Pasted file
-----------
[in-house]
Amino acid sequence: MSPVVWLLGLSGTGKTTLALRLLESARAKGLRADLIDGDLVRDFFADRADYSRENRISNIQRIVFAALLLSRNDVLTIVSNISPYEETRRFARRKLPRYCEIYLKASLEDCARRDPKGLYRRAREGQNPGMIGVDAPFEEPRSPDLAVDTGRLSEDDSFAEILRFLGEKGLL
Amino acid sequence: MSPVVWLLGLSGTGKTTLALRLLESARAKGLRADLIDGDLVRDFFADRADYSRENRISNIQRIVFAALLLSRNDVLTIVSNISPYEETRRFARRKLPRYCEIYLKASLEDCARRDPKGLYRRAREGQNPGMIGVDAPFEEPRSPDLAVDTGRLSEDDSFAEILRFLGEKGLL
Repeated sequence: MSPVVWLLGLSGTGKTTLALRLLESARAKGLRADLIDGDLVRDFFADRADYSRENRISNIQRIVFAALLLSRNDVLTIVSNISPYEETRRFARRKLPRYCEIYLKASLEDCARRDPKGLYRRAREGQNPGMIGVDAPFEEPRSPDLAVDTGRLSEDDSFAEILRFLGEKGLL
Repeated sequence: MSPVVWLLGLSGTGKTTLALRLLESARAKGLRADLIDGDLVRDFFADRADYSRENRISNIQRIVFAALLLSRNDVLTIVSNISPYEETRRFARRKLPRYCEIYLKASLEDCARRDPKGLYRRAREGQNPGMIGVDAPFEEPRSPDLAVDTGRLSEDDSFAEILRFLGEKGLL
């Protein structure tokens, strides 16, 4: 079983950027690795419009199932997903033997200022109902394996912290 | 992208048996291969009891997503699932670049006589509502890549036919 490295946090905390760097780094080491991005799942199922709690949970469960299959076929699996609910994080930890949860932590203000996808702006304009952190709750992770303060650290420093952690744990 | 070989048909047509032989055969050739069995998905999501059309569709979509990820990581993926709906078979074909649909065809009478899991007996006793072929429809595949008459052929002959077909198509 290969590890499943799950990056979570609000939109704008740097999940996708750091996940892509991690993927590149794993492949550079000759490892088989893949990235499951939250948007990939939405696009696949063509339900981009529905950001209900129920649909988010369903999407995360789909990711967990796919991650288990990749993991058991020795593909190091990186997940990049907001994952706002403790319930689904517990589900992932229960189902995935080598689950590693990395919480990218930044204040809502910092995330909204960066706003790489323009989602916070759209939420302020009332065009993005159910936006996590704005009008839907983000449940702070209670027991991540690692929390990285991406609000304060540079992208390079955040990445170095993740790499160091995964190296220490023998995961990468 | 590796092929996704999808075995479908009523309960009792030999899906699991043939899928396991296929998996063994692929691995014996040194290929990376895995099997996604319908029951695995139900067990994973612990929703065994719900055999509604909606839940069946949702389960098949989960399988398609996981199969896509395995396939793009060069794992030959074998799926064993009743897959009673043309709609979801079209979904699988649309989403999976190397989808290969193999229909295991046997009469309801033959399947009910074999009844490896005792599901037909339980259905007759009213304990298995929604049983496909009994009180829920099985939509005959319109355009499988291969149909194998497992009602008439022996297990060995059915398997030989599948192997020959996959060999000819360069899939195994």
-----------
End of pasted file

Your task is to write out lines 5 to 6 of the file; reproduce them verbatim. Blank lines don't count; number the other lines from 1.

Repeated sequence: MSPVVWLLGLSGTGKTTLALRLLESARAKGLRADLIDGDLVRDFFADRADYSRENRISNIQRIVFAALLLSRNDVLTIVSNISPYEETRRFARRKLPRYCEIYLKASLEDCARRDPKGLYRRAREGQNPGMIGVDAPFEEPRSPDLAVDTGRLSEDDSFAEILRFLGEKGLL
């Protein structure tokens, strides 16, 4: 079983950027690795419009199932997903033997200022109902394996912290 | 992208048996291969009891997503699932670049006589509502890549036919 490295946090905390760097780094080491991005799942199922709690949970469960299959076929699996609910994080930890949860932590203000996808702006304009952190709750992770303060650290420093952690744990 | 070989048909047509032989055969050739069995998905999501059309569709979509990820990581993926709906078979074909649909065809009478899991007996006793072929429809595949008459052929002959077909198509 290969590890499943799950990056979570609000939109704008740097999940996708750091996940892509991690993927590149794993492949550079000759490892088989893949990235499951939250948007990939939405696009696949063509339900981009529905950001209900129920649909988010369903999407995360789909990711967990796919991650288990990749993991058991020795593909190091990186997940990049907001994952706002403790319930689904517990589900992932229960189902995935080598689950590693990395919480990218930044204040809502910092995330909204960066706003790489323009989602916070759209939420302020009332065009993005159910936006996590704005009008839907983000449940702070209670027991991540690692929390990285991406609000304060540079992208390079955040990445170095993740790499160091995964190296220490023998995961990468 | 590796092929996704999808075995479908009523309960009792030999899906699991043939899928396991296929998996063994692929691995014996040194290929990376895995099997996604319908029951695995139900067990994973612990929703065994719900055999509604909606839940069946949702389960098949989960399988398609996981199969896509395995396939793009060069794992030959074998799926064993009743897959009673043309709609979801079209979904699988649309989403999976190397989808290969193999229909295991046997009469309801033959399947009910074999009844490896005792599901037909339980259905007759009213304990298995929604049983496909009994009180829920099985939509005959319109355009499988291969149909194998497992009602008439022996297990060995059915398997030989599948192997020959996959060999000819360069899939195994």